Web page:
Do’s and Don’ts for Expert Declarations in Support of Summary Judgment

The testimony of an expert in support of a motion for summary judgment or for summary adjudication of issues is usually presented through a declaration under penalty of perjury. CCP §2015.5. Here are five do’s and don’ts for these expert declarations.

  1. DO include the expert’s qualifications. The expert should first state what type of expert he or she is, and give enough information about his or her background to qualify as an expert in that field. In Lyons v Colgate-Palmolive Co. (2017) 16 CA5th 463, 466, the expert’s declaration began with statement of his expert credentials, including specific experience, professional associations, and expert testimony in other cases. The published cases are fairly lenient in allowing experts to testify somewhat far afield in this context.
  2. DO set out the factual basis for the expert’s opinion. The expert should set out the facts of the case on which his or her opinion is based, state his or her opinions, and enumerate any additional bases for those opinions. The declaration must contain enough credible evidentiary support to substantiate the opinion given. Be careful with this, these recent cases found the expert declarations insufficient: Fernandez v Alexander (2019) 31 CA5th 770, 781–782 (physician didn’t explain or provide factual support for his causation opinion); Willhide-Michiulis v Mammoth Mt. Ski Area, LLC (2018) 25 CA5th 344, 355 (experts’ declarations only provided ultimate conclusions of law); and Doe v Good Samaritan Hosp. (2018) 23 CA5th 653, 664 (expert’s conclusory declaration didn’t specifically describe standard of care).
  3. DO make an adequate showing of support for the motion. The declaration of an expert offered in support of a motion for summary judgment must make the same showing on qualifications and expertise that would be required if the expert were testifying in person at trial. Even in cases in which expert testimony is required and the party against whom the motion is made hasn’t made a timely designation, the moving party must establish that none of the testimony of any expert for any other party who has been deposed will satisfy the defaulting party’s burden of proof. See Salasguevara v Wyeth Labs., Inc. (1990) 222 CA3d 379.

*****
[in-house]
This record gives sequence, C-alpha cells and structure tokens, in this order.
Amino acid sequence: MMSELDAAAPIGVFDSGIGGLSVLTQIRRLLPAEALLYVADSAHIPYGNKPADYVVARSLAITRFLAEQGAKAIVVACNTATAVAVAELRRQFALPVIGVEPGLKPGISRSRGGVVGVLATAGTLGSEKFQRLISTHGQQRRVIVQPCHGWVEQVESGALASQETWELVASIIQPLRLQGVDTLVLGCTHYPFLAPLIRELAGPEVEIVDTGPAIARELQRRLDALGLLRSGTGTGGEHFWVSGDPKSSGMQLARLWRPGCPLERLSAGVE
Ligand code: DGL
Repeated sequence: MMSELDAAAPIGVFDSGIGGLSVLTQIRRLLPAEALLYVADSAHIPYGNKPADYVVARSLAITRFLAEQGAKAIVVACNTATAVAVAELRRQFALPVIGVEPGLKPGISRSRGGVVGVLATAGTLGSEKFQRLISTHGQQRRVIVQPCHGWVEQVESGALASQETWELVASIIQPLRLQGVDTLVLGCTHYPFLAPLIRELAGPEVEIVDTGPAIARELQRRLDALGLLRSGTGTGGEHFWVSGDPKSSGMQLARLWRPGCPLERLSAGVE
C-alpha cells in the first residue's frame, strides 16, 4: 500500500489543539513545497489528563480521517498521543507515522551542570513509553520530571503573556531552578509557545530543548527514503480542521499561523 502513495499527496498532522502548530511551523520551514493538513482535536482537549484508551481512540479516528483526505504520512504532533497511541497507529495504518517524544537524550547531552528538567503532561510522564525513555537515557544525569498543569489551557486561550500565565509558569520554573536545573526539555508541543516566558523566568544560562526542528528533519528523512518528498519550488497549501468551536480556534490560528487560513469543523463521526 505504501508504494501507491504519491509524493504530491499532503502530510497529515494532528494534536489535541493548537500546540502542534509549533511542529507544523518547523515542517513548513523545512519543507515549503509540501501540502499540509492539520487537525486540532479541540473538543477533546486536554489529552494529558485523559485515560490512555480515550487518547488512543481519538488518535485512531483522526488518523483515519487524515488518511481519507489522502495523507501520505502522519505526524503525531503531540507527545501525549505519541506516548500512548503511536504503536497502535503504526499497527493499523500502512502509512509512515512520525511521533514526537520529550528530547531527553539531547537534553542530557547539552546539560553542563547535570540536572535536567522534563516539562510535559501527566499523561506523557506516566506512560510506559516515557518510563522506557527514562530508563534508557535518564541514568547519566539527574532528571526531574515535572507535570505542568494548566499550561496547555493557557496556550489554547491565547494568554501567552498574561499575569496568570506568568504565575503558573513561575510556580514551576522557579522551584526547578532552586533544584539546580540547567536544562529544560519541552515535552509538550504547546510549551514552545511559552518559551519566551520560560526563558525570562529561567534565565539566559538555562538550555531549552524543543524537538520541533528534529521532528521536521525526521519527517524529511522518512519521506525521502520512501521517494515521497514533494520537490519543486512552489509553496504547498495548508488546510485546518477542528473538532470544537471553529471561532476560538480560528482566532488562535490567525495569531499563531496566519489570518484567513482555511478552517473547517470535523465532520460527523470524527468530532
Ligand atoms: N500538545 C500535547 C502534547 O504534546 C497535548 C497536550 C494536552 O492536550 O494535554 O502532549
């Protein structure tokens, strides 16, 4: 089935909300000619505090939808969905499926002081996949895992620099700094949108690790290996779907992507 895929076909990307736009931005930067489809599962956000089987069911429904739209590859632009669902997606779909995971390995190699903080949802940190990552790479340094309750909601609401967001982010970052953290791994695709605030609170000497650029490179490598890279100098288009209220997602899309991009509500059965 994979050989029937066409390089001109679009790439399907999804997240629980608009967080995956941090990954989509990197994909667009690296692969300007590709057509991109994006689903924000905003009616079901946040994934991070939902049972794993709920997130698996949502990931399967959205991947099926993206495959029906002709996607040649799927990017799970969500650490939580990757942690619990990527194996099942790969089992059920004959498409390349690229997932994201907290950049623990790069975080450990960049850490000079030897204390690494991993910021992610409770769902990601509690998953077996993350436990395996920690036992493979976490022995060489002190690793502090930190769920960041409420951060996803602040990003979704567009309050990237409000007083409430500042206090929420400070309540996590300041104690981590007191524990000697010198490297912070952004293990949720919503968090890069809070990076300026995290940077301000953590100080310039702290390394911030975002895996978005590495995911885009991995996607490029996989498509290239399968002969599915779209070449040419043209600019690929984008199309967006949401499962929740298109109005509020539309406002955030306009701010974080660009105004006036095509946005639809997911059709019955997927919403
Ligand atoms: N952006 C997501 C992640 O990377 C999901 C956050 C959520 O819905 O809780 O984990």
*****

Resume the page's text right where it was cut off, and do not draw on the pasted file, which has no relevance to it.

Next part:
4. DON’T rely on hearsay that consists of case-specific facts. Experts are allowed to base an opinion on hearsay that consists of generally accepted background information but not on case-specific facts. People v Sanchez (2016) 63 C4th 665, 677. So if the expert is relying on hearsay, the declaration must make clear that the information consists of generally accepted background information and not case-specific facts.
  5. DON’T just speculate. Always provide enough factual material to support the expert opinion to make it rise above speculation or a bare conclusion. The same admonition holds true if the expert will rely on a report or other documentary evidence that accompanies the motion. In structuring the declaration, imagine that the expert is testifying at trial and provide all the foundational elements (e.g., qualifications, evidentiary and factual support) that would otherwise be necessary to make the expert’s live testimony admissible. In responding to opposing expert declarations, consider whether there are grounds for striking particular paragraphs because they’re “based on assumptions of fact without evidentiary support or on speculative or conjectural factors.” See Sanchez v Kern Emergency Med. Transp. Corp. (2017) 8 CA5th 146, 155.

Get a sample declaration in support of a motion for summary judgment in CEB’s California Summary Judgment §14.10.  And for guidance on all aspects of experts and the summary judgment process, turn to CEB’s California Expert Witness Guide, chap 16.

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© The Regents of the University of California, 2019. Unauthorized use and/or duplication of this material without express and written permission from this blog’s author and/or owner is strictly prohibited.

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